Every year from 2016 until climaxing in 2020, Bowling Green regressed from bad to worse in its scoring defense rank with seemingly no light at the end of the tunnel.
Tenth-to-last, then eighth-to-last.
Sixth-to-last, then fifth-to-last.
Then, in the pandemic-riddled 2020 campaign, the Falcons stumbled to an 0-5 record while permitting an alarming 45 points per contest, falling to second-to-last in the process. There stood a program in desperate need of a spark.
The following spring, longtime NFL and collegiate defensive coordinator Brian VanGorder retired from his role at Bowling Green, creating a vacancy for anyone willing to accept the challenge of transforming a defense in dire need of a change in direction.
Enter defensive backs coach Eric Lewis, an internal hire who was willing to step in when the team needed him most.
Lewis launched his coaching career as a Michigan State graduate assistant in 2001, with his only previous defensive coordinator experience limited to one year in 2009 on a winless Eastern Michigan squad. Now at his fourth MAC stop as an assistant coach, Lewis was ready for another shot to resurrect a defense. And thanks to that short stint in Ypsilanti, the longtime assistant came armed with past experience to set him up for a more favorable outcome at Bowling Green.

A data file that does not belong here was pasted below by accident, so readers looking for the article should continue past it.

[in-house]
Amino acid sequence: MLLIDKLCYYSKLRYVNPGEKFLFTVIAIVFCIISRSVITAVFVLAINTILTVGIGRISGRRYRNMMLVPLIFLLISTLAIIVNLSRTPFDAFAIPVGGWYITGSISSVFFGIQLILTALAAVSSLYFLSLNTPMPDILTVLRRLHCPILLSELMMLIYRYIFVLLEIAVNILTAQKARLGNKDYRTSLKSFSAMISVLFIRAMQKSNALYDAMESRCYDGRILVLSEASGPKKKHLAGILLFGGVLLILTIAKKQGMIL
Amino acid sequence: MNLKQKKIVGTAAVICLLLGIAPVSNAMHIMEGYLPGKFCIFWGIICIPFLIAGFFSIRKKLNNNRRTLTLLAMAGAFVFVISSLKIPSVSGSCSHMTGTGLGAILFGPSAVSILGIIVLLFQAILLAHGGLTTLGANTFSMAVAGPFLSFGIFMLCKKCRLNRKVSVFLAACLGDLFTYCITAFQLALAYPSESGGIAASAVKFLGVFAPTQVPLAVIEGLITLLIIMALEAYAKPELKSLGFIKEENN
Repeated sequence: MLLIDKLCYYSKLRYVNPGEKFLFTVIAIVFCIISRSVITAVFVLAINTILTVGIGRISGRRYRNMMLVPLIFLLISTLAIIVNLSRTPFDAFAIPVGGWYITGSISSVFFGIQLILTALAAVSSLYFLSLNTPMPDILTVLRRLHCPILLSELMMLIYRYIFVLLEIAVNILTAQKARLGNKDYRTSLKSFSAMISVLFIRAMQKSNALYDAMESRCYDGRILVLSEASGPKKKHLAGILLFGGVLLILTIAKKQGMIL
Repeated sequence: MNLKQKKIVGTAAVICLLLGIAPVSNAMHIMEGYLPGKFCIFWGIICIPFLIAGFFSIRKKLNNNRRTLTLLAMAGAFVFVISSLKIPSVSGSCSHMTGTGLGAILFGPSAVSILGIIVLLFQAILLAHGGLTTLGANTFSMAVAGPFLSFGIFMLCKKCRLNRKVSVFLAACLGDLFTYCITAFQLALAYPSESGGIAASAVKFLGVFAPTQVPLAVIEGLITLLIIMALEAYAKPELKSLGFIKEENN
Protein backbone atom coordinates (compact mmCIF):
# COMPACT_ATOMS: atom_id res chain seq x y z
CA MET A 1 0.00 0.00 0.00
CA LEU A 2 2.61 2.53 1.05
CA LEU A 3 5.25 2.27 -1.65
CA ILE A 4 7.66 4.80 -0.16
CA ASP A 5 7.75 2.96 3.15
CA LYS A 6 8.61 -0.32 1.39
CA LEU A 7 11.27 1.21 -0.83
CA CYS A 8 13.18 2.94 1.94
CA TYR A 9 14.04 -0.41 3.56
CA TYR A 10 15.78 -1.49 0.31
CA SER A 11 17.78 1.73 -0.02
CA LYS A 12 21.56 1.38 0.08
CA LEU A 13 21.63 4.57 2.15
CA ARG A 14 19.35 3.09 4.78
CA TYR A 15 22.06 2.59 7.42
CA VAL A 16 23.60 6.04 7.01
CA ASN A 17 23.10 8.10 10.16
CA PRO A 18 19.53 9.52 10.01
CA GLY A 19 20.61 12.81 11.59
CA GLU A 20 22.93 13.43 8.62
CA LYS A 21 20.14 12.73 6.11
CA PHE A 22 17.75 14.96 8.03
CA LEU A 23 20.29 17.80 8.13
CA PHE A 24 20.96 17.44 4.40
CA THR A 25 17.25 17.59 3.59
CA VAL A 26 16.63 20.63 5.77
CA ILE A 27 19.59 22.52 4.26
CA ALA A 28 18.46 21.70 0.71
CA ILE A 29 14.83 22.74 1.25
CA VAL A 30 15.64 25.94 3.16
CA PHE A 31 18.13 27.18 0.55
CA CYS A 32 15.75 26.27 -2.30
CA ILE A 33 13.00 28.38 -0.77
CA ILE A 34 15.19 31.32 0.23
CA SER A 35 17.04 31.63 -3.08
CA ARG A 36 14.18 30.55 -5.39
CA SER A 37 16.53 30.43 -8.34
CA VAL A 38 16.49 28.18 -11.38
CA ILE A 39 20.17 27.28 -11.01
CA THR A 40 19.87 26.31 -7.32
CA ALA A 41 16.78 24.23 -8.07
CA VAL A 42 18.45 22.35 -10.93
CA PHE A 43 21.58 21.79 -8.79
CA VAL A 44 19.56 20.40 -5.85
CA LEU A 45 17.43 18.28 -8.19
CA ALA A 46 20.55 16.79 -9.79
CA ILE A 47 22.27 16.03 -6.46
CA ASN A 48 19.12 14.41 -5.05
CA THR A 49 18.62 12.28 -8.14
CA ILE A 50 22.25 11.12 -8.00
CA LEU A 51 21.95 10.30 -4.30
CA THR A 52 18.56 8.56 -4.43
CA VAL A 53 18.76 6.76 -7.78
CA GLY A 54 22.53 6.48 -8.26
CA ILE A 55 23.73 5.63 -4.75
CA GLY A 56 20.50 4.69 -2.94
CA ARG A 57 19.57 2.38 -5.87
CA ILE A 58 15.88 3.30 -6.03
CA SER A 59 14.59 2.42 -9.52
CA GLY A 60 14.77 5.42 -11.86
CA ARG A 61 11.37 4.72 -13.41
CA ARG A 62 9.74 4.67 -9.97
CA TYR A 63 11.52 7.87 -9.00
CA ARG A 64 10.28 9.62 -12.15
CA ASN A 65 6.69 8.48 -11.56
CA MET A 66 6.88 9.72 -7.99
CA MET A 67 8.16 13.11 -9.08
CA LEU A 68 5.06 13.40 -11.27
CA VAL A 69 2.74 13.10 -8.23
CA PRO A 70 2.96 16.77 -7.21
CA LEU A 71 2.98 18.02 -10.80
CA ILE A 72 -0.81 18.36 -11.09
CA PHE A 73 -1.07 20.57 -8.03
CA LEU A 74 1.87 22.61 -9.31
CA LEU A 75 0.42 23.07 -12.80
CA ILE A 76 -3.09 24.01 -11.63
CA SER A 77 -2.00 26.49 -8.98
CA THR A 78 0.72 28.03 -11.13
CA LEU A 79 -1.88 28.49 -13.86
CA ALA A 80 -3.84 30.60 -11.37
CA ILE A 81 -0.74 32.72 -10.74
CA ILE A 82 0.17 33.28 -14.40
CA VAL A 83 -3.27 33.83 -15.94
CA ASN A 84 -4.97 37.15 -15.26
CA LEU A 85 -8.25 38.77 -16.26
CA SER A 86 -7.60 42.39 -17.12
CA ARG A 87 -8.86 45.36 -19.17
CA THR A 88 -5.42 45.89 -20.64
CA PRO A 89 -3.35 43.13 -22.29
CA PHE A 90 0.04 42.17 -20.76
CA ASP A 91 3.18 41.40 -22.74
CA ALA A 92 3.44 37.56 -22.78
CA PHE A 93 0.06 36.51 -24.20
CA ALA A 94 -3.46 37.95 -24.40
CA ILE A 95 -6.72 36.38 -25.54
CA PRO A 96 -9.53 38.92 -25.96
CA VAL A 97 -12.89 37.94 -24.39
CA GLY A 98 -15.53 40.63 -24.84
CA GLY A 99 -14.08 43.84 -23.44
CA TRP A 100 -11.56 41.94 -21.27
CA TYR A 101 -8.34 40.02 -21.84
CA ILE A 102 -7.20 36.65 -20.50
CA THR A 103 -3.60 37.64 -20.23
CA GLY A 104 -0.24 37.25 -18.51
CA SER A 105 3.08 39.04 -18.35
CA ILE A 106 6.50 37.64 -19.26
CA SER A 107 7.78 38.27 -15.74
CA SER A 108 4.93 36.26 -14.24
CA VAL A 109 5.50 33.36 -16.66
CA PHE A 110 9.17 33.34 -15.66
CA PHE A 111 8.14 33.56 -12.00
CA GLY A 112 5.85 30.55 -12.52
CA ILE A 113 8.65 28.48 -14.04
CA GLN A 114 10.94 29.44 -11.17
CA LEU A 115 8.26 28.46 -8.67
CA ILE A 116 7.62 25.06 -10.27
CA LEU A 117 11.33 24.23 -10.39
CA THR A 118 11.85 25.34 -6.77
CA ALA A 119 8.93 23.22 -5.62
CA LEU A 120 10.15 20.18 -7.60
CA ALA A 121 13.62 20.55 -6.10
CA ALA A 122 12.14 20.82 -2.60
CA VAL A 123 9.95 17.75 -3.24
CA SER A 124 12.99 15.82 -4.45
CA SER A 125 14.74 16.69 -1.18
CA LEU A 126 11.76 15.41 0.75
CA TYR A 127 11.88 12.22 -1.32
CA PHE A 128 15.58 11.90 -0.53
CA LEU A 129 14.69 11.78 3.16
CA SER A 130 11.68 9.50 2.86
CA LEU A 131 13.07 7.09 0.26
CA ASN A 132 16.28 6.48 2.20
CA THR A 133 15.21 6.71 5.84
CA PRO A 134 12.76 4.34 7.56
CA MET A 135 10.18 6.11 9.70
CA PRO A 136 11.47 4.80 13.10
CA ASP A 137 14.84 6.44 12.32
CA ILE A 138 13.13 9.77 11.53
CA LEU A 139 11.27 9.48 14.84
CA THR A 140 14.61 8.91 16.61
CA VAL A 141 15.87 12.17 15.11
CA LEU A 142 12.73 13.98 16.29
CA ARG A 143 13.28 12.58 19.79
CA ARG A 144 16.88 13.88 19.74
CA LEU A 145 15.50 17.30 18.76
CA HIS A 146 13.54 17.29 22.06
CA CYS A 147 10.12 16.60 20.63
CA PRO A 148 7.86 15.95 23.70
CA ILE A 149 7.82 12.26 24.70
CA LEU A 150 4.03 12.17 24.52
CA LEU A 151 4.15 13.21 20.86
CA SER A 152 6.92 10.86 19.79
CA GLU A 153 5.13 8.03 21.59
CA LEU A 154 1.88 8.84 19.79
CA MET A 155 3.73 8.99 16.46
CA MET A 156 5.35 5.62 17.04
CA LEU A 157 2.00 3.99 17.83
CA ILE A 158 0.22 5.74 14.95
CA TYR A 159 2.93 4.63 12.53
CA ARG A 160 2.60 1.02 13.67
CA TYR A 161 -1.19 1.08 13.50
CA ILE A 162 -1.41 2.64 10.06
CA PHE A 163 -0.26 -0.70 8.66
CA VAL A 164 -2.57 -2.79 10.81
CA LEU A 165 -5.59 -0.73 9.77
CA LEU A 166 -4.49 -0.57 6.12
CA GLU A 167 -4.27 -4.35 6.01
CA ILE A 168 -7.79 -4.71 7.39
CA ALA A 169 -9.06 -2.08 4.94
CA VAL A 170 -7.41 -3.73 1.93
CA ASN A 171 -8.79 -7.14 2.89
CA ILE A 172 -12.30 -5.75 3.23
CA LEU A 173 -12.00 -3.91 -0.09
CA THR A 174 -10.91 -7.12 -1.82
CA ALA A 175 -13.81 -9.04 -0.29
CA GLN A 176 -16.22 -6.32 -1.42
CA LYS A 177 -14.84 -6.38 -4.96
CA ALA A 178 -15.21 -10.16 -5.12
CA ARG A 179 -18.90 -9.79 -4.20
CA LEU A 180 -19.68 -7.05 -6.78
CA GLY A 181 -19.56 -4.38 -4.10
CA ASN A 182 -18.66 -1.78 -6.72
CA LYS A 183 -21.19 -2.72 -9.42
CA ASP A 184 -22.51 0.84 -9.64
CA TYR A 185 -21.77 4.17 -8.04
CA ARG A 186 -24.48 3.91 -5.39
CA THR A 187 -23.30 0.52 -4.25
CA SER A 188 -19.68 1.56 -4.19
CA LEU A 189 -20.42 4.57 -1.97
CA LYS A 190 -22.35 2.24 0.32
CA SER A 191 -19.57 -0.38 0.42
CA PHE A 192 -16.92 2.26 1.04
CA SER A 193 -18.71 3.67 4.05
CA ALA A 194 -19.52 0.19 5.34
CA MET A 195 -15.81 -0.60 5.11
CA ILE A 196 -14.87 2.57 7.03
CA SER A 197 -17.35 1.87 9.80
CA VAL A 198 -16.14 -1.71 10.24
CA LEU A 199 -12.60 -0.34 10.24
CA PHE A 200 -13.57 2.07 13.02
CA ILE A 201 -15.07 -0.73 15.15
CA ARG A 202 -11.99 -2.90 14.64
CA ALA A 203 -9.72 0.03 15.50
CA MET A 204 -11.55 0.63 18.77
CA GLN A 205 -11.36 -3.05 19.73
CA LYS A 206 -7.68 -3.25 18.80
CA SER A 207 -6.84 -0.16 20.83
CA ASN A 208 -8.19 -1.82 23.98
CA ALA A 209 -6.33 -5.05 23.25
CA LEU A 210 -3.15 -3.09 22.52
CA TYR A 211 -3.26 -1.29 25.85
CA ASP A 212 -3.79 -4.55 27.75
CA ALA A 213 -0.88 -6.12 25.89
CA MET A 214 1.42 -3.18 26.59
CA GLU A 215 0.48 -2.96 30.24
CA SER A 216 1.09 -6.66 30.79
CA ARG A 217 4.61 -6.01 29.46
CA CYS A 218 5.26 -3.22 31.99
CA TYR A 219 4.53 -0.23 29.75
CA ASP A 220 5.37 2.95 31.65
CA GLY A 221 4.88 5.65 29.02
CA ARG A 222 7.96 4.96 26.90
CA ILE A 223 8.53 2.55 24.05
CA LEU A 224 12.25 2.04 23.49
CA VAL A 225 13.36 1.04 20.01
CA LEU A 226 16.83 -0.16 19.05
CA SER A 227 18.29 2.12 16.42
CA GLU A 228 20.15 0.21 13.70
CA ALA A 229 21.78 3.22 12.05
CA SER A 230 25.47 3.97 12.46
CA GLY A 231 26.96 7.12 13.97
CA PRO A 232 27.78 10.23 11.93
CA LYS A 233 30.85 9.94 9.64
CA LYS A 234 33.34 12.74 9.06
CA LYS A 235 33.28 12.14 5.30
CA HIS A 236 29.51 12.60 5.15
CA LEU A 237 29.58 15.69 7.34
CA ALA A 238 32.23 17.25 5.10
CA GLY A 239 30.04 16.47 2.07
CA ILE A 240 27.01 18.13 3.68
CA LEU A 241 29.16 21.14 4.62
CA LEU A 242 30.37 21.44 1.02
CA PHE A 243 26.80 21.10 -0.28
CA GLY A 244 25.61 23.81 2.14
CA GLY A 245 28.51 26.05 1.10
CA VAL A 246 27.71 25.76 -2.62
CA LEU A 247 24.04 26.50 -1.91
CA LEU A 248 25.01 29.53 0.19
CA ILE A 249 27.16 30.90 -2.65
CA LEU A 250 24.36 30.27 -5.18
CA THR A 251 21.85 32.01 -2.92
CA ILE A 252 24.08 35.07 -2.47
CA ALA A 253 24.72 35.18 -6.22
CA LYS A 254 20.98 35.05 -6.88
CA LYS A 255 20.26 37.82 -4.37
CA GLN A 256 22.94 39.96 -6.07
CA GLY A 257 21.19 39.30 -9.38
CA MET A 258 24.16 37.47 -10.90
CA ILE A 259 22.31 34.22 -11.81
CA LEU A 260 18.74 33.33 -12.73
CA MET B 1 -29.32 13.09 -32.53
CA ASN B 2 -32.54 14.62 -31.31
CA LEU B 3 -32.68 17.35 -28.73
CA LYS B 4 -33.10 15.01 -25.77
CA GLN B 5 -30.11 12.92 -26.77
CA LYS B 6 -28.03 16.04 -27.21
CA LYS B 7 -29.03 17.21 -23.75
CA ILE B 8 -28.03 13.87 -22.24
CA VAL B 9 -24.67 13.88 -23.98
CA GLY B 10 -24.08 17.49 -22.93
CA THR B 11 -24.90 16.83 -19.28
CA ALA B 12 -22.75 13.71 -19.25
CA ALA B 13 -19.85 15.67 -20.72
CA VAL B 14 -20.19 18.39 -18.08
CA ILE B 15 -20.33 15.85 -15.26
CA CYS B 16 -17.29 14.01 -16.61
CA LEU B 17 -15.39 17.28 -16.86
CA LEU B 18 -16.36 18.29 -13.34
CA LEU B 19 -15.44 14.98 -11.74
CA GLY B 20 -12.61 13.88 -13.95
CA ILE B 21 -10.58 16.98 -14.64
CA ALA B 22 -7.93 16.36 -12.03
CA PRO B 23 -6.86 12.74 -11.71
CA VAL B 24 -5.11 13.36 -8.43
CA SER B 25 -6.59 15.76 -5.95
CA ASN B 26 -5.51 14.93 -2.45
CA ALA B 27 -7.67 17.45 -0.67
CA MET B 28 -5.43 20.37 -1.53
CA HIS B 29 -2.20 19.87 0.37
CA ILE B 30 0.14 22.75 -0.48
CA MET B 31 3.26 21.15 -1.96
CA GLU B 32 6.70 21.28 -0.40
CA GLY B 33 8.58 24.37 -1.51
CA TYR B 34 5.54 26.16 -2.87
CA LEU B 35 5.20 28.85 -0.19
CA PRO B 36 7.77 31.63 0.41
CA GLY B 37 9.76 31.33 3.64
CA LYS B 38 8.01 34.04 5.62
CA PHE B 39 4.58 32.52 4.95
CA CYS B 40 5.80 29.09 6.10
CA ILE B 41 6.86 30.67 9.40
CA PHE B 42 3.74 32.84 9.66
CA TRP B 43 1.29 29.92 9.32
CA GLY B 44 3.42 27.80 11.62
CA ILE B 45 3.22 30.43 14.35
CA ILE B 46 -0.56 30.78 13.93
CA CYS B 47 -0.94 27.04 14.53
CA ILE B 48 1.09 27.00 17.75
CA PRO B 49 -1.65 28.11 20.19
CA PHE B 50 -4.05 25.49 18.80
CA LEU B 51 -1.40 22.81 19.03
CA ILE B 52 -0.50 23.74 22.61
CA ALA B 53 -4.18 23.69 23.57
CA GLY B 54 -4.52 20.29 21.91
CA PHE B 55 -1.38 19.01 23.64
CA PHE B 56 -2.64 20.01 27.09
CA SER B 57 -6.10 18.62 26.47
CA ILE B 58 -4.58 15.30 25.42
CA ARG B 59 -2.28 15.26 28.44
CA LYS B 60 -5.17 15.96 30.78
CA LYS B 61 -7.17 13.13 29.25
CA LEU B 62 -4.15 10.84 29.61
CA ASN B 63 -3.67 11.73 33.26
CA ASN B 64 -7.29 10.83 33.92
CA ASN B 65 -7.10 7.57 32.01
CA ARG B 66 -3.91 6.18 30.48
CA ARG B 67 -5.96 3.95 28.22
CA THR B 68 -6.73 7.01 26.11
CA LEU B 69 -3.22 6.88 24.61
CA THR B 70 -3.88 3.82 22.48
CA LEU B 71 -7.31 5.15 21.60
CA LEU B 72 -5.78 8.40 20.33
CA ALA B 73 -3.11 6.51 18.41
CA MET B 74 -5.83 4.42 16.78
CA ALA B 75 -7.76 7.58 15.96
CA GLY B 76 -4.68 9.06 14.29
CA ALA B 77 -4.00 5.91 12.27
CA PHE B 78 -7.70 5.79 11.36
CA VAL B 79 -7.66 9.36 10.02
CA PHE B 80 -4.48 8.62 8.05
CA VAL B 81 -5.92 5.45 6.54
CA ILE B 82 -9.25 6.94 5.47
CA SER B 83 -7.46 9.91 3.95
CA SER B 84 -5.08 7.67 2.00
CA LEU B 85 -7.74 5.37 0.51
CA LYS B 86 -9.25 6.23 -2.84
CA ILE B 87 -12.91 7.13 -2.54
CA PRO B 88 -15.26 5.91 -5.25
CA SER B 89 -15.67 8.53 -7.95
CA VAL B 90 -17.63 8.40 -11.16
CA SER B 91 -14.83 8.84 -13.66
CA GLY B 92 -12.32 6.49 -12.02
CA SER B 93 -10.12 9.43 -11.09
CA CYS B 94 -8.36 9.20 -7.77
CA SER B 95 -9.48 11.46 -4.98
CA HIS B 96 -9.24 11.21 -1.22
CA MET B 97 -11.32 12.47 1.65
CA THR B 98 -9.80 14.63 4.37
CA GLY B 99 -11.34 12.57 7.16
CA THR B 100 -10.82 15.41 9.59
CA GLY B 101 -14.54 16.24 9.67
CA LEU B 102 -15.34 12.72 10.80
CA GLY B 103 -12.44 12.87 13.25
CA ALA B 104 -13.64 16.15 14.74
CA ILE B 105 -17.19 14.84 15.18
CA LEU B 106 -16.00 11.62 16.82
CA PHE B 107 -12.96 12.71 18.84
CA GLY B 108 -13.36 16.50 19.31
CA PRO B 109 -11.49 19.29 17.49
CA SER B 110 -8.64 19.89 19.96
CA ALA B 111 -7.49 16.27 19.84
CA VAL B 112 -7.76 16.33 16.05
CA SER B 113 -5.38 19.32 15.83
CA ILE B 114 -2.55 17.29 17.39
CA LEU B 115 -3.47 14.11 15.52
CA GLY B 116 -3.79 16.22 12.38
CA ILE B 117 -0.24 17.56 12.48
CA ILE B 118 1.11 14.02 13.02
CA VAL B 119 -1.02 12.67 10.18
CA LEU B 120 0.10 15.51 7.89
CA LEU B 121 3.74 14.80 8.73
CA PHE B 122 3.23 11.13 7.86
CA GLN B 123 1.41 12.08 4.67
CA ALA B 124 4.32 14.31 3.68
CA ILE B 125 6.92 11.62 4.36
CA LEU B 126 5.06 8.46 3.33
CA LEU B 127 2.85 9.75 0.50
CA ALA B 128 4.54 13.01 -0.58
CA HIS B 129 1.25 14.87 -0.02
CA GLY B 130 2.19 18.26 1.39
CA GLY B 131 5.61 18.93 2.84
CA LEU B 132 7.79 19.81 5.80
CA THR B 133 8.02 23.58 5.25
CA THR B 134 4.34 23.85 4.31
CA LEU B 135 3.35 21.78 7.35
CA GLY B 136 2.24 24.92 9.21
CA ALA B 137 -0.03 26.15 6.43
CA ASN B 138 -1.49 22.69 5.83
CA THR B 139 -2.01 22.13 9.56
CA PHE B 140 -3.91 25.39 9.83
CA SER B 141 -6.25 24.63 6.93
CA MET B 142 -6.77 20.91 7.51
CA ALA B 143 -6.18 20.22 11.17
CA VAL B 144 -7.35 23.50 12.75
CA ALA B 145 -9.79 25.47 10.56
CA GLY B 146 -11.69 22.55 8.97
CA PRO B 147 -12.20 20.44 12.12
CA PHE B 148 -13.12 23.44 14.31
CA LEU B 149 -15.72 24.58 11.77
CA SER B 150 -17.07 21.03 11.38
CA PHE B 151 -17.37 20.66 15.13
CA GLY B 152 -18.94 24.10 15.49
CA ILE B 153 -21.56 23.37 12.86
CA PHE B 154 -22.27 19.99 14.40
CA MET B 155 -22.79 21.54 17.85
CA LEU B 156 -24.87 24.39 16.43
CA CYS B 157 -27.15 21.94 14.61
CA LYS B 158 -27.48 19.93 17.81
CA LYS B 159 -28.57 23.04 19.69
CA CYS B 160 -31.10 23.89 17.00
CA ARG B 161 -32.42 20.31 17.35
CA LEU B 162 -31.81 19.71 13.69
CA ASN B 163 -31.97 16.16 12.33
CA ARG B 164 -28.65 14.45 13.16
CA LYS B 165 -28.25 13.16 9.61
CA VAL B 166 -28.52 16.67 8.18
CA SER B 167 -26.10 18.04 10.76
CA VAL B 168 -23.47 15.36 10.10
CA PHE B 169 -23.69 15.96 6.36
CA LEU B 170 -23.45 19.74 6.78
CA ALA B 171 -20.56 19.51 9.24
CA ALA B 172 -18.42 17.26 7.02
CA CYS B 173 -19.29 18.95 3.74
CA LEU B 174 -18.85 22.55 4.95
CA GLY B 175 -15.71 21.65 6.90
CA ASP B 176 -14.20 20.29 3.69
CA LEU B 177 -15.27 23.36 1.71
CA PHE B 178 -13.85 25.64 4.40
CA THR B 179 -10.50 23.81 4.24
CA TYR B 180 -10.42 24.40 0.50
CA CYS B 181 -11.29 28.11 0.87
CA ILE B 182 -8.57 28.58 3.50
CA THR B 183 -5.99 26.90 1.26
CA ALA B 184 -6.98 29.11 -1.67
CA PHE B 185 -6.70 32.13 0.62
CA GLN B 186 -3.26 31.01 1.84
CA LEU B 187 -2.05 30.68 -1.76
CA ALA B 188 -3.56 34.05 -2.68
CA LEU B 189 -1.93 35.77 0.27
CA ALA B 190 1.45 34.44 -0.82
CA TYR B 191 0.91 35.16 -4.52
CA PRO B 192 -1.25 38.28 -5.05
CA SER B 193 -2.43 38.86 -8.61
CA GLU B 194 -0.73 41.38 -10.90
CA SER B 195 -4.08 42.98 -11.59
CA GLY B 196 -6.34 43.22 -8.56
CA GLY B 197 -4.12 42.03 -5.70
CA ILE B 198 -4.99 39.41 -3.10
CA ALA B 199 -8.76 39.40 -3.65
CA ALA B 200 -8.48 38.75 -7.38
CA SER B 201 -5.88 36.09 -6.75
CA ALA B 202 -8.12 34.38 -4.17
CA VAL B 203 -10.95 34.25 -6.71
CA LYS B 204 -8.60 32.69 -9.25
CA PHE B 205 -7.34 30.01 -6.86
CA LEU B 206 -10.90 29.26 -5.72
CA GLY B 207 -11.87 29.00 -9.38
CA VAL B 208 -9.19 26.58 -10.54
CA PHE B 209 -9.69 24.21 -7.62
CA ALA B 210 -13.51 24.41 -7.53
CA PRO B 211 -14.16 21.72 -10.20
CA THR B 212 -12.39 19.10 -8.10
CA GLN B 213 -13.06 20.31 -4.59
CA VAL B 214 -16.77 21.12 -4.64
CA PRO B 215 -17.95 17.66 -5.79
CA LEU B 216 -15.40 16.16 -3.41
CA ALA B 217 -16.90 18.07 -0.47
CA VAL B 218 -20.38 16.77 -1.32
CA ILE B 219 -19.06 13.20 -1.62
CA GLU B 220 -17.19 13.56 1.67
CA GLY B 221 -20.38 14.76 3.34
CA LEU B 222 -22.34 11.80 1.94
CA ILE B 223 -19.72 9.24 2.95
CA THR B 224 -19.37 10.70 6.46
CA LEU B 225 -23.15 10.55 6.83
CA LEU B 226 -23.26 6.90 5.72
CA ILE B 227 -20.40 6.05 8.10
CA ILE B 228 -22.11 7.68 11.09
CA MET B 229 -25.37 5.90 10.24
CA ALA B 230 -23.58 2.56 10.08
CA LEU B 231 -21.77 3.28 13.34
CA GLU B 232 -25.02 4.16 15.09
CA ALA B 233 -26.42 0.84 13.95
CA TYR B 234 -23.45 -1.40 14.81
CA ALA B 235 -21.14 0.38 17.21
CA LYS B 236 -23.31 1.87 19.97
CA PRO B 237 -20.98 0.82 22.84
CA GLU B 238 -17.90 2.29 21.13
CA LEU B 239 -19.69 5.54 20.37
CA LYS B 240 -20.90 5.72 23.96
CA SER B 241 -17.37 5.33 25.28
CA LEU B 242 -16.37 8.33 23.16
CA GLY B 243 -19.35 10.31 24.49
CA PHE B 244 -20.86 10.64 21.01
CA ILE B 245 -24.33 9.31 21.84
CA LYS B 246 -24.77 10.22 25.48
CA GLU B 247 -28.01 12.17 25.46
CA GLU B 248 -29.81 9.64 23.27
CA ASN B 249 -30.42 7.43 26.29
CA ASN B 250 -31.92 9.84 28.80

“It doesn’t matter how good of a coach you are. You better have some good players,” Lewis said, reflecting on his first defensive coordinator stint. “That was a challenging situation (at Eastern Michigan), the first year taking over a program. I think it really emphasized the importance of recruiting more than anything else. It’s not how great of a play-caller you are, it’s not how great of a motivational speaker you are — if you don’t have really good players, you’re gonna struggle in any aspect of college football whether it’s offense, defense, or special teams.”
Despite the 2020 Falcons’ collective performance on defense during the COVID campaign, one in which they lost every contest by 25 or more points, Lewis saw a lot of potential in the locker room. He reasoned that the disastrous results from the prior campaign could be attributed to a number of factors, ranging from the unprecedented conditions of the pandemic to the abundance of freshmen on the roster.
But there was no question to Lewis the talent was certainly present at Bowling Green.